The causes and frequency of medication errors occurring during information technology downtime were evaluated.Methods
Individuals from a convenience sample of 78 hospitals who were directly responsible for supporting and maintaining clinical information systems (CISs) and automated dispensing systems (ADSs) were surveyed using an online tool between February 2007 and May 2007 to determine if medication errors were reported during periods of system downtime. The errors were classified using the National Coordinating Council for Medication Error Reporting and Prevention severity scoring index. The percentage of respondents reporting downtime was estimated.Results
Of the 78 eligible hospitals, 32 respondents with CIS and ADS responsibilities completed the online survey for a response rate of 41%. For computerized prescriber order entry, patch installations and system upgrades caused an average downtime of 57% over a 12-month period. Lost interface and interface malfunction were reported for centralized and decentralized ADSs, with an average downtime response of 34% and 29%, respectively. The average downtime response was 31% for software malfunctions linked to clinical decision-support systems. Although patient harm did not result from 30 (54%) medication errors, the potential for harm was present for 9 (16%) of these errors.Conclusion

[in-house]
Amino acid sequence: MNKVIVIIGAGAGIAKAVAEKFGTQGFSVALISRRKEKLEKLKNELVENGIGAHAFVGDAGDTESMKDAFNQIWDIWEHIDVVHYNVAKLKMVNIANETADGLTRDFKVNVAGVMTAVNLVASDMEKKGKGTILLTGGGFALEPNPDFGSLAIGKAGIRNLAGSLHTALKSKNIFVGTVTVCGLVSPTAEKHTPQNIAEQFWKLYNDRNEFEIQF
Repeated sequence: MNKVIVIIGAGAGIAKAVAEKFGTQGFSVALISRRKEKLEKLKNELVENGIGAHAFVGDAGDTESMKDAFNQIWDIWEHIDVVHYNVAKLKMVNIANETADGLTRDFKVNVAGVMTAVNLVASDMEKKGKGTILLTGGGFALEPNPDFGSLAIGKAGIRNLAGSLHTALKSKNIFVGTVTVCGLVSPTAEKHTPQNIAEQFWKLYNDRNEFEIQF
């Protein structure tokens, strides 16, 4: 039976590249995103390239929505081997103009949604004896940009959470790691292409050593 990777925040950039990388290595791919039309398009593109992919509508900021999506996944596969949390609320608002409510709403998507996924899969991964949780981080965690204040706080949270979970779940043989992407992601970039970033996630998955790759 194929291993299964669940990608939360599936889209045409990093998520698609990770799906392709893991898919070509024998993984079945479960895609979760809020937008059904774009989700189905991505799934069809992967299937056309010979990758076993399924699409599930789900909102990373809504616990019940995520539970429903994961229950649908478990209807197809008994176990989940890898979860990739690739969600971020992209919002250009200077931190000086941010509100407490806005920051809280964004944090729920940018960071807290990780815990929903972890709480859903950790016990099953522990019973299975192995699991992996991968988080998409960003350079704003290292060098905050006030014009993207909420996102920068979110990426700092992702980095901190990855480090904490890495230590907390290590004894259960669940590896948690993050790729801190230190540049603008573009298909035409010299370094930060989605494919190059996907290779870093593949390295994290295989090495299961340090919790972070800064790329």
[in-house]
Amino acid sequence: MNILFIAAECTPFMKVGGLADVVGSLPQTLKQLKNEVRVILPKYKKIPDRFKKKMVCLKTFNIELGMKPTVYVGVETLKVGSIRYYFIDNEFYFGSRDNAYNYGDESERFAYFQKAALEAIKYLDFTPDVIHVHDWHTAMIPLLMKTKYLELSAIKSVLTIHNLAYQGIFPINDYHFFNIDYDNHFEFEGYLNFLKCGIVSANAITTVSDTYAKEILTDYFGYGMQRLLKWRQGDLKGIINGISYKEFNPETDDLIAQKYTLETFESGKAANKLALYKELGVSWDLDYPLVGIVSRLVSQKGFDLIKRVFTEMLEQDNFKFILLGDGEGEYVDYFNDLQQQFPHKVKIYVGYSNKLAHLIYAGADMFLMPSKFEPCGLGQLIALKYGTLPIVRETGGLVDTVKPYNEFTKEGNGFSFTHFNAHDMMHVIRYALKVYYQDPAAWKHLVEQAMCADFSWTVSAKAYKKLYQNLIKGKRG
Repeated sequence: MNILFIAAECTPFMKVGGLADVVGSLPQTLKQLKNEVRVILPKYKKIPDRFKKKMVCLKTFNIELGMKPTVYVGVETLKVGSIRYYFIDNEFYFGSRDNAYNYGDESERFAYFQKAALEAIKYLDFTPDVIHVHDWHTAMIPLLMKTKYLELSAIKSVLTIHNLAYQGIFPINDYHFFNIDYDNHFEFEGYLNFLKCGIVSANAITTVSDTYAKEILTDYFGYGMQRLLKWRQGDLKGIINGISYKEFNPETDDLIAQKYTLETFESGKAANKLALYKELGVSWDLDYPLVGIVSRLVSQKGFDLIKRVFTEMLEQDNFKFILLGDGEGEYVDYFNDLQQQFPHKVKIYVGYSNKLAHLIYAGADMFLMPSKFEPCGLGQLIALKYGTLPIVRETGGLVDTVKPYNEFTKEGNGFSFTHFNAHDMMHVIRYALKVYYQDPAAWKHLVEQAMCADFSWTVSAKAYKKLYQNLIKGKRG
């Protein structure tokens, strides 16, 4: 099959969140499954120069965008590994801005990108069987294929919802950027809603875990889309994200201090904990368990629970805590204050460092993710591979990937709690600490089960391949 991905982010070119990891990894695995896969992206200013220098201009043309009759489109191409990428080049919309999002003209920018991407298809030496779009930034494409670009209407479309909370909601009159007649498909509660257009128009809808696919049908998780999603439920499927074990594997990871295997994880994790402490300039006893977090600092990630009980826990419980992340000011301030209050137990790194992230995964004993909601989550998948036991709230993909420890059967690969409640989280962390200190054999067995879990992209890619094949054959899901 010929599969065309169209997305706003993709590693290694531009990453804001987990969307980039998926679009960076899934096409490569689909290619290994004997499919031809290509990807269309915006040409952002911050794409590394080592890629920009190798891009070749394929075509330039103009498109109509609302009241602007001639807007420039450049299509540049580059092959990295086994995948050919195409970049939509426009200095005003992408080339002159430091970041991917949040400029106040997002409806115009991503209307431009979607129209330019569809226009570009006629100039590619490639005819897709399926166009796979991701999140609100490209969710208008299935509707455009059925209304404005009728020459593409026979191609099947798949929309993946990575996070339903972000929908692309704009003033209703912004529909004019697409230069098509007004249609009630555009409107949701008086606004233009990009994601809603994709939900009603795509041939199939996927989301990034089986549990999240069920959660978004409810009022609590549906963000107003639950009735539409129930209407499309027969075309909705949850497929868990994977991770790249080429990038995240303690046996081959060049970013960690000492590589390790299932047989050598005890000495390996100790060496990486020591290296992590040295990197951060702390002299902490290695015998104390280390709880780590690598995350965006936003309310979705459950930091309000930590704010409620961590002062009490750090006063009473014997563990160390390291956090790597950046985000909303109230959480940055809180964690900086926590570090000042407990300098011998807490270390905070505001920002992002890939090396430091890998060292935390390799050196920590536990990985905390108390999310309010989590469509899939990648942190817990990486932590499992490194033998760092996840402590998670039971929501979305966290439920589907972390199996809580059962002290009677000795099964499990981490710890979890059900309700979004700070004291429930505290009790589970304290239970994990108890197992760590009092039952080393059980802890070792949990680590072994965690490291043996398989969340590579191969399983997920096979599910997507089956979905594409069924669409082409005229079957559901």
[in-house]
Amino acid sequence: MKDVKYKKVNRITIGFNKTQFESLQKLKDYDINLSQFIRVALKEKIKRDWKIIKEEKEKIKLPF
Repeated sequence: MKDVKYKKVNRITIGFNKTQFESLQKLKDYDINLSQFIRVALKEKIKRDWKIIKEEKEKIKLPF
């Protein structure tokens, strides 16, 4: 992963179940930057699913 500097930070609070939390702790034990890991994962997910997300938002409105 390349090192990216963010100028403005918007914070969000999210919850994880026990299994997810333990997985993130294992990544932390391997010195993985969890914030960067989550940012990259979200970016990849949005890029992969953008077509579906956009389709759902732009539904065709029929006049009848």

Medication errors occurred during CIS and ADS downtime despite the availability of backup systems and standard protocols to handle periods of system downtime. Efforts should be directed to reduce the frequency and length of down-time in order to minimize medication errors during such downtime.